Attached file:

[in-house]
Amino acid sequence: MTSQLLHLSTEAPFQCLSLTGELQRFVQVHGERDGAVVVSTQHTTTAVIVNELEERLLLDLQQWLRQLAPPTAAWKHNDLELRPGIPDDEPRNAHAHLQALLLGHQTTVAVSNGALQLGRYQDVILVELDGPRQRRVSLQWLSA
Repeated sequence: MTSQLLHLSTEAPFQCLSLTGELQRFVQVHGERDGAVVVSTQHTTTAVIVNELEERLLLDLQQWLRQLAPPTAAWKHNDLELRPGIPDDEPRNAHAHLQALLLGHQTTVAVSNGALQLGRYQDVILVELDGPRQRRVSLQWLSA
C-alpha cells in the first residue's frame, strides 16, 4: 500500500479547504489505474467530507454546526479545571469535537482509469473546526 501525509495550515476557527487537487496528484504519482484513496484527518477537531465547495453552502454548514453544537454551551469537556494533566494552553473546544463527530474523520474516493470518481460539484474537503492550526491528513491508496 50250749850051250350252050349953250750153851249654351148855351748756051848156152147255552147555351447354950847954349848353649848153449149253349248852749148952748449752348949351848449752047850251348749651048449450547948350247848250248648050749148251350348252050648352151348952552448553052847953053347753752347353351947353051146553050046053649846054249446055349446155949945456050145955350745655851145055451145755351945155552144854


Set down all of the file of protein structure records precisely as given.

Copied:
[in-house]
Amino acid sequence: MTSQLLHLSTEAPFQCLSLTGELQRFVQVHGERDGAVVVSTQHTTTAVIVNELEERLLLDLQQWLRQLAPPTAAWKHNDLELRPGIPDDEPRNAHAHLQALLLGHQTTVAVSNGALQLGRYQDVILVELDGPRQRRVSLQWLSA
Repeated sequence: MTSQLLHLSTEAPFQCLSLTGELQRFVQVHGERDGAVVVSTQHTTTAVIVNELEERLLLDLQQWLRQLAPPTAAWKHNDLELRPGIPDDEPRNAHAHLQALLLGHQTTVAVSNGALQLGRYQDVILVELDGPRQRRVSLQWLSA
C-alpha cells in the first residue's frame, strides 16, 4: 500500500479547504489505474467530507454546526479545571469535537482509469473546526 501525509495550515476557527487537487496528484504519482484513496484527518477537531465547495453552502454548514453544537454551551469537556494533566494552553473546544463527530474523520474516493470518481460539484474537503492550526491528513491508496 50250749850051250350252050349953250750153851249654351148855351748756051848156152147255552147555351447354950847954349848353649848153449149253349248852749148952748449752348949351848449752047850251348749651048449450547948350247848250248648050749148251350348252050648352151348952552448553052847953053347753752347353351947353051146553050046053649846054249446055349446155949945456050145955350745655851145055451145755351945155552144854